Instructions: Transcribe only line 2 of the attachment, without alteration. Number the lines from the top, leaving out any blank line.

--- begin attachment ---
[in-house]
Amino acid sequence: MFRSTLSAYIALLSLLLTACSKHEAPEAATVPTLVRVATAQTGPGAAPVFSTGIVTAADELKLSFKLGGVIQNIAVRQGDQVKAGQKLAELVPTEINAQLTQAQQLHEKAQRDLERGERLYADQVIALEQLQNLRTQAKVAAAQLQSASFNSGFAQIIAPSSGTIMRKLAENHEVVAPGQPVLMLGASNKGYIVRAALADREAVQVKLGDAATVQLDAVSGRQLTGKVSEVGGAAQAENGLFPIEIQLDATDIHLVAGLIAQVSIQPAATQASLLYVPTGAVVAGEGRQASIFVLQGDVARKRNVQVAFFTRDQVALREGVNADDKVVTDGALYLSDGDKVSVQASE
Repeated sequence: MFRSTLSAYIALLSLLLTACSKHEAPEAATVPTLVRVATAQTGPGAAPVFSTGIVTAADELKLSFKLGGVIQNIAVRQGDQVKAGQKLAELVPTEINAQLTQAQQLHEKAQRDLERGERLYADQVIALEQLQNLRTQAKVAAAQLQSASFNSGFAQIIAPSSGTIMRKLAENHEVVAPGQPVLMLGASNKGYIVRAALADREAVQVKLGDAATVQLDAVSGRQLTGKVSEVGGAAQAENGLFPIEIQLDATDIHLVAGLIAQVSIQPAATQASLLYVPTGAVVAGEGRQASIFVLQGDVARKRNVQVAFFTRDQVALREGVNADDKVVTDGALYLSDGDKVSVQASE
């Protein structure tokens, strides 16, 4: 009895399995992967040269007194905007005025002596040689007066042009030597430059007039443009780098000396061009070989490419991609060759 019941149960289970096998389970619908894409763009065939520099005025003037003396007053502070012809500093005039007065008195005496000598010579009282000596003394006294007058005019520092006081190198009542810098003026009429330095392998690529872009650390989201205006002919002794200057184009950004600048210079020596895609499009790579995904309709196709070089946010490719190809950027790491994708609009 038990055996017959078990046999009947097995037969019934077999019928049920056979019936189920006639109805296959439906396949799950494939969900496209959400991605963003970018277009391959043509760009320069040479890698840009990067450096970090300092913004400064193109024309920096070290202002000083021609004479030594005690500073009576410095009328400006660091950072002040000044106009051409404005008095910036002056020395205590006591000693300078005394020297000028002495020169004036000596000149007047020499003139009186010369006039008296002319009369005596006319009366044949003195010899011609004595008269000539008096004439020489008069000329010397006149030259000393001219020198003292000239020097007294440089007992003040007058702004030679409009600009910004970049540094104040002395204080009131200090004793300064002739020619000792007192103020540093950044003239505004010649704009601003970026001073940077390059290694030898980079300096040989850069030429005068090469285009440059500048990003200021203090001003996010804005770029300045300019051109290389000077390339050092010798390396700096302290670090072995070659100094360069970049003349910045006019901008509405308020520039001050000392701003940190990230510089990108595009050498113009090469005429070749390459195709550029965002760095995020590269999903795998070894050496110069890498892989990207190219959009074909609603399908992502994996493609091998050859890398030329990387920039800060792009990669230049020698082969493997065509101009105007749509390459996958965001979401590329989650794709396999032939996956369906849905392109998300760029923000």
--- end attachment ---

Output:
Amino acid sequence: MFRSTLSAYIALLSLLLTACSKHEAPEAATVPTLVRVATAQTGPGAAPVFSTGIVTAADELKLSFKLGGVIQNIAVRQGDQVKAGQKLAELVPTEINAQLTQAQQLHEKAQRDLERGERLYADQVIALEQLQNLRTQAKVAAAQLQSASFNSGFAQIIAPSSGTIMRKLAENHEVVAPGQPVLMLGASNKGYIVRAALADREAVQVKLGDAATVQLDAVSGRQLTGKVSEVGGAAQAENGLFPIEIQLDATDIHLVAGLIAQVSIQPAATQASLLYVPTGAVVAGEGRQASIFVLQGDVARKRNVQVAFFTRDQVALREGVNADDKVVTDGALYLSDGDKVSVQASE